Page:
Sunday, June 26, 2016

At the Park

The park was dead in winter, when I returned home for Christmas, and killed a quiet, lonely evening, driving past old haunts. The house where my grandmother used to live. The old school. The shopping mall. The park.

Always the park.

It’s not the first time I’ve seen it in winter. In my youth, Mike and I took any number of ill-advised trips there. On unseasonably warm days, when the temperatures climbed into the forties, and we checked to see if the snow had melted from the basketball court (it hadn't). The visits when we would shoot hoops anyway, desperately chasing errant shots off the rim in hopes of catching it before it landed in the slush that lined the perimeter of the court, that threatened to make winter basketball even worse. We played until our hands were red and numb, beneath the usual speckled layers of black filth that came with street ball.

But rarely had we ventured to the park in December, a time too early in the winter to really pine for the outdoors just yet, and a time when we were distracted enough by the winter holidays not to feel a need to brave the elements.

I walked across the basketball court from beneath one hoop to the other. On of them crooked, tilted ten degrees, far enough to throw off inexperienced players. I walked past enclaves and bumps in the pavement. All of these details that kept it from resembling a regulation basketball court. The details that made it mine. That made me feel more at home there any hardwood gymnasium floor, and that made me competitive--better, even--than visitors to my home court. I read basketball memoirs and articles from the newspaper, and learned about the Celtics’ infamous Parquet Floor with its dead spots, nooks, and crannies, and fancied this court my own imperfect kingdom.

Throughout my high school years I wasted what easily could have been hundreds of spring, summer, and fall afternoons there. Mike and I went to the park when he started to feel the itch of wanting to get away from hoop in his driveway, where his parents could watch lovingly from the kitchen window. Sometimes we shot around on our own. Other times, we met neighborhood kids there and engaged in games of two-on-two, three-on-three, every-man-for-himself “Twenty-One” or “Rock.”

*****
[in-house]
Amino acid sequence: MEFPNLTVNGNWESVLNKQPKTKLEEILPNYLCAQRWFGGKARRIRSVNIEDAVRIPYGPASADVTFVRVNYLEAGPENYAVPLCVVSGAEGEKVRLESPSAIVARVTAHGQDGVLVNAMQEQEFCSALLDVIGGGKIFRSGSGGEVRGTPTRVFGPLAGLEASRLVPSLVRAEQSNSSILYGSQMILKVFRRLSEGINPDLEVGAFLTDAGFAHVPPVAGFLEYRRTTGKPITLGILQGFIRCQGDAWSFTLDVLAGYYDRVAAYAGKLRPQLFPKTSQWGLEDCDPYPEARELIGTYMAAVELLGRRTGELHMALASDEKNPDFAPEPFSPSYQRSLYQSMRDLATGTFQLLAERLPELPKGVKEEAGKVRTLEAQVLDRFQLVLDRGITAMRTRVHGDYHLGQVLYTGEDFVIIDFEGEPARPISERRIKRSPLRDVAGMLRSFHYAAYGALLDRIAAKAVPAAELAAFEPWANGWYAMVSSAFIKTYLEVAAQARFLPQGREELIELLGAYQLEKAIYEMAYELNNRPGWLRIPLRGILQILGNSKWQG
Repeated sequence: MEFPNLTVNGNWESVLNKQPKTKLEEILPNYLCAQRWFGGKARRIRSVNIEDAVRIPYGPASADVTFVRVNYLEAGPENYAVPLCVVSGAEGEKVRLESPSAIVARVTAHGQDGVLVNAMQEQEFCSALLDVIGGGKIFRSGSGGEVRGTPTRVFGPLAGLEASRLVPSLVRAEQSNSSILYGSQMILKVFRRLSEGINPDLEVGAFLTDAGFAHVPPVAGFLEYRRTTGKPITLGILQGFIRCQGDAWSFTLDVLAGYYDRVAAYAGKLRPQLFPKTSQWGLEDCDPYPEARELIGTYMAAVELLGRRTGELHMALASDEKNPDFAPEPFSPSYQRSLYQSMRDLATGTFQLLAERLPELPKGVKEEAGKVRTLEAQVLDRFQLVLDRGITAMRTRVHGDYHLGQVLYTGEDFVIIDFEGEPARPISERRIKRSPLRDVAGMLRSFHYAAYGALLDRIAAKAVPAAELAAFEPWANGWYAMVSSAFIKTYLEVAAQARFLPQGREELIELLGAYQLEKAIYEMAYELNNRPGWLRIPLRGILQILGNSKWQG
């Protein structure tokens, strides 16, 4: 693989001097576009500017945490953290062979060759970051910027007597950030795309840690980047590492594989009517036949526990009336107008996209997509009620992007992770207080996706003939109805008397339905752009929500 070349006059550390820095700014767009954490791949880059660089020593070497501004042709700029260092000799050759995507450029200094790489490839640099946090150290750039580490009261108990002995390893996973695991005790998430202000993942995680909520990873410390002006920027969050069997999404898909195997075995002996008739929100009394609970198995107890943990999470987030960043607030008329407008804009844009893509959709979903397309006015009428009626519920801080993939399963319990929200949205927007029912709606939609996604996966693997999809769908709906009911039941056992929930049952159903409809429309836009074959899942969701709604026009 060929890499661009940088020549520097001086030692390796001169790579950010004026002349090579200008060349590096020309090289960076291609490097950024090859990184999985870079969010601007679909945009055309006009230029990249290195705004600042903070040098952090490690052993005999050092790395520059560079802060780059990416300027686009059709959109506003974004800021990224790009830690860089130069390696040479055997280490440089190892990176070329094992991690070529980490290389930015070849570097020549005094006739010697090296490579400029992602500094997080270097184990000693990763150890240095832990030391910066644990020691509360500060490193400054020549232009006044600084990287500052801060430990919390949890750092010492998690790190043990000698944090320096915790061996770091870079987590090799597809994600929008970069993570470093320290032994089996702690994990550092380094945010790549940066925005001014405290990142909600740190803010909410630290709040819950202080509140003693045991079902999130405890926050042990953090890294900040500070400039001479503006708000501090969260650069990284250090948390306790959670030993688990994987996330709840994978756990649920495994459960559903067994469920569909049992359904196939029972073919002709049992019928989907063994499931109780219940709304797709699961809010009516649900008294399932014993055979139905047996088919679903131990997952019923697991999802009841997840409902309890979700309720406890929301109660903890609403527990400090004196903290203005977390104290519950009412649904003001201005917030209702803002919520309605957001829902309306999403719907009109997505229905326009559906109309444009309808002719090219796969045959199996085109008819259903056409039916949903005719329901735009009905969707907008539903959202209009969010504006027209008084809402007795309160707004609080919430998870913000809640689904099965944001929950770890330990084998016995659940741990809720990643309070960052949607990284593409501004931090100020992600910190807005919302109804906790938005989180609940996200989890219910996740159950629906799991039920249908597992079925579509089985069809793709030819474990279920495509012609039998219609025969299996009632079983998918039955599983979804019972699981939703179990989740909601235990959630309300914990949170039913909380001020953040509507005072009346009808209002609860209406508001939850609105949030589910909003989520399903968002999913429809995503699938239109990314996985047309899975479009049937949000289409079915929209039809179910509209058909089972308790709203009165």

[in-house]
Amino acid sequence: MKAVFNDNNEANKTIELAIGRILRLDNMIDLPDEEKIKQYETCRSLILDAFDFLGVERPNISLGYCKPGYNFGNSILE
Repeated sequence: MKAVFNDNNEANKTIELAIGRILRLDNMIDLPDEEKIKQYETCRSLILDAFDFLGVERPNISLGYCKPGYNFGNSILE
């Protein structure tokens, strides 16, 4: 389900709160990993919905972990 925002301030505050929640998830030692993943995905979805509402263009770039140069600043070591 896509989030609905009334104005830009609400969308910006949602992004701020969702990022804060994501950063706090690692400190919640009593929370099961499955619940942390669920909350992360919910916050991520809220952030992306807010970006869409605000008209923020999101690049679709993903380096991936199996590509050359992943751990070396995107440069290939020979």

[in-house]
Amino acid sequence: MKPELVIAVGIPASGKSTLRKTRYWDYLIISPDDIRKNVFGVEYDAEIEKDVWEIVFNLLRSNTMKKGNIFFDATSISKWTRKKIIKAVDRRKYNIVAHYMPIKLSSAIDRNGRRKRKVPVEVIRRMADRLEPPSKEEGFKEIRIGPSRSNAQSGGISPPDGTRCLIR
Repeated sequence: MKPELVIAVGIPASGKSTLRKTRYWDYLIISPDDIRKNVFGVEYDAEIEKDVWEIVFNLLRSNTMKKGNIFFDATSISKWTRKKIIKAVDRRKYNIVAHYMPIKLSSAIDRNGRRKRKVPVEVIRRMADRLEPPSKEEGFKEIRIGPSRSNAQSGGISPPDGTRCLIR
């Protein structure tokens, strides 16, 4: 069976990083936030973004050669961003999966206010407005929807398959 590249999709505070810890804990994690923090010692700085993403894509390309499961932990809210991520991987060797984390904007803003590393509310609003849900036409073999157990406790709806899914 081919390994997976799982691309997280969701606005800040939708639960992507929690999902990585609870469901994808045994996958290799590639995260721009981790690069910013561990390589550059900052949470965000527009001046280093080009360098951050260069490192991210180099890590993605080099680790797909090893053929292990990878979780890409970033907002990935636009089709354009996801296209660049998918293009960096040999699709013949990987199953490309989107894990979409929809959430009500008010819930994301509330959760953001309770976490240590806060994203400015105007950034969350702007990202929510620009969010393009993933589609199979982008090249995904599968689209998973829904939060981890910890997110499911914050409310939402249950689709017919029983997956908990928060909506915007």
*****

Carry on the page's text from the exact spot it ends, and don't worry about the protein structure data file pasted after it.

And I shot alone. An escape from the house. From homework. From my budding obsession with writing. I practiced free throws and imagined some aging expert watching me ,respecting my work ethic, and offering to take me under my wing as though I were Daniel LaRusso to his Mr. Miyagi. Or, in my fanciest flights, that an undercover NBA scout who scoured municipal courts might stumble upon me, and recognize some appreciable talent and whisk me away to fame and fortune.

Some of these fantasies translated themselves to my writing. I had, by middle school, started carrying a smushed wad of three or four folded up sheets of paper in my pocket at all times, and a ballpoint pen. After I had played for an hour or two, it wasn’t unusual for me to retreat to the pavilion, across the lawn where other guys played football or kicked around a soccer ball every now and again. I would sit in the shade and write a page or two. Of my basketball novel. Of short stories. Of poetry.

This was the same pavilion where my parents had hosted one of my teenage birthday parties and a de facto graduation party, after my father won a six-foot sub on a radio call-in contest and decided that offering it up to group of teenage boys would be the most efficient way of disposing of it. The pavilion that hosted live polka bands in the summer. The pavilion where a friend and I had disposed of nudy magazines we bartered for school, after we got cold feet about getting caught and decided to get rid of them.

In December, the pavilion remained open, but the scattered dozen picnic tables were all covered in blue plastic--meager protection against winter winds and snow drifts.

I retraced my steps across the snow, fortunate to have found a path without any hidden ice or puddles beneath it. Back to the court where I remembered George. He was ten years younger than me lived in a house just off the park. He would keep me company shooting hoops. A few times, I tried to teach him to shoot, and tried to ask him about his school life, fancying myself a big brother figure. More often than he succumbed to my lessons, he would steal the ball after I had bounce passed it to him, and run away, forcing me to chase him in a makeshift game of tag, dragging me down to his maturity level, rather than letting me bask in my age and experience.

On other occasions, when Mike was around, too, we would tell George raunchy jokes. Curse around him. Never pick on him per se, but just as purposefully talk over his head as we kept the ball in the air above his head and away from him. One time, after we had been particularly foul in concocting hybrid profanities, George went back to his house, and his father came out to talk to us. Scraggly beard, potbelly, gap-toothed, and speaking in a slow drawl that sounded vaguely southern. “You know, boys, kids George’s age can be impressive.” We told him we understood, and apologized, and as soon as he was out of earshot, laughed at just how impressive kids could be.

That winter night, I traced my footsteps back across the basketball court and back to the road. I could have walked all the way home, not more than ten minutes away. But I had my car there by the curb. One last look, and I was back on the road.

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